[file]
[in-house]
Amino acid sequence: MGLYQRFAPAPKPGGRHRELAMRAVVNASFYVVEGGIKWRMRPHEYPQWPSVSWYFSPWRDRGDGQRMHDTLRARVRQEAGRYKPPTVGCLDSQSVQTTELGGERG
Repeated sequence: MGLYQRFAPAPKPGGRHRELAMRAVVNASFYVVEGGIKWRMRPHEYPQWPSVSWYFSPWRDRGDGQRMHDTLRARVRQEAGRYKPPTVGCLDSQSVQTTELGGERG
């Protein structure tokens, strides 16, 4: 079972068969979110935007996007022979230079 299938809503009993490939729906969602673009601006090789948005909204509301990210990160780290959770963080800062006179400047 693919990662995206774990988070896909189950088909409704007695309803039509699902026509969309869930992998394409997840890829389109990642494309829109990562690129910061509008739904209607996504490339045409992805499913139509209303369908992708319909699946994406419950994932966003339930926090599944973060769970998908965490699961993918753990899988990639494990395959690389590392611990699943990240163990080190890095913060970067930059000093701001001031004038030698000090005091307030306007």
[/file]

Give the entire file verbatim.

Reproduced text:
[in-house]
Amino acid sequence: MGLYQRFAPAPKPGGRHRELAMRAVVNASFYVVEGGIKWRMRPHEYPQWPSVSWYFSPWRDRGDGQRMHDTLRARVRQEAGRYKPPTVGCLDSQSVQTTELGGERG
Repeated sequence: MGLYQRFAPAPKPGGRHRELAMRAVVNASFYVVEGGIKWRMRPHEYPQWPSVSWYFSPWRDRGDGQRMHDTLRARVRQEAGRYKPPTVGCLDSQSVQTTELGGERG
């Protein structure tokens, strides 16, 4: 079972068969979110935007996007022979230079 299938809503009993490939729906969602673009601006090789948005909204509301990210990160780290959770963080800062006179400047 693919990662995206774990988070896909189950088909409704007695309803039509699902026509969309869930992998394409997840890829389109990642494309829109990562690129910061509008739904209607996504490339045409992805499913139509209303369908992708319909699946994406419950994932966003339930926090599944973060769970998908965490699961993918753990899988990639494990395959690389590392611990699943990240163990080190890095913060970067930059000093701001001031004038030698000090005091307030306007």